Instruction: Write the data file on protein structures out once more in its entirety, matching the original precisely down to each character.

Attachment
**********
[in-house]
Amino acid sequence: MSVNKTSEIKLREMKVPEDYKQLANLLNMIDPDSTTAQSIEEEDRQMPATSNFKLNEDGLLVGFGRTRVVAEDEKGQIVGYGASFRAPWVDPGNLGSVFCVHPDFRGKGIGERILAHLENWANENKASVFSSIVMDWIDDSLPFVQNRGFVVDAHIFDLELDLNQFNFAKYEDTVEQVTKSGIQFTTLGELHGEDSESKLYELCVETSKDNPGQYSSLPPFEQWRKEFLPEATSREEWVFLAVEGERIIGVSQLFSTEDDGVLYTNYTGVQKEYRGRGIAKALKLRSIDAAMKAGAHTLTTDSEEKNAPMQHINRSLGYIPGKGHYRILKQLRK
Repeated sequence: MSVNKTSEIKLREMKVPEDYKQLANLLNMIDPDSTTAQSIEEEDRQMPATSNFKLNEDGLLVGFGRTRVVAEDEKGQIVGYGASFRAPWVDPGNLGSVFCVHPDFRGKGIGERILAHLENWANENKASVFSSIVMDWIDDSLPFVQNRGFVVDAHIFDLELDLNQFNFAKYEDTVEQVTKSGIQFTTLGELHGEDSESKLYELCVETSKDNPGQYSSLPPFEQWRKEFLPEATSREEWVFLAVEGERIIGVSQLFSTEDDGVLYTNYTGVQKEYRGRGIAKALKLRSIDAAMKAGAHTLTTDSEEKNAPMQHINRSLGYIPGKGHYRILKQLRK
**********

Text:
[in-house]
Amino acid sequence: MSVNKTSEIKLREMKVPEDYKQLANLLNMIDPDSTTAQSIEEEDRQMPATSNFKLNEDGLLVGFGRTRVVAEDEKGQIVGYGASFRAPWVDPGNLGSVFCVHPDFRGKGIGERILAHLENWANENKASVFSSIVMDWIDDSLPFVQNRGFVVDAHIFDLELDLNQFNFAKYEDTVEQVTKSGIQFTTLGELHGEDSESKLYELCVETSKDNPGQYSSLPPFEQWRKEFLPEATSREEWVFLAVEGERIIGVSQLFSTEDDGVLYTNYTGVQKEYRGRGIAKALKLRSIDAAMKAGAHTLTTDSEEKNAPMQHINRSLGYIPGKGHYRILKQLRK
Repeated sequence: MSVNKTSEIKLREMKVPEDYKQLANLLNMIDPDSTTAQSIEEEDRQMPATSNFKLNEDGLLVGFGRTRVVAEDEKGQIVGYGASFRAPWVDPGNLGSVFCVHPDFRGKGIGERILAHLENWANENKASVFSSIVMDWIDDSLPFVQNRGFVVDAHIFDLELDLNQFNFAKYEDTVEQVTKSGIQFTTLGELHGEDSESKLYELCVETSKDNPGQYSSLPPFEQWRKEFLPEATSREEWVFLAVEGERIIGVSQLFSTEDDGVLYTNYTGVQKEYRGRGIAKALKLRSIDAAMKAGAHTLTTDSEEKNAPMQHINRSLGYIPGKGHYRILKQLRK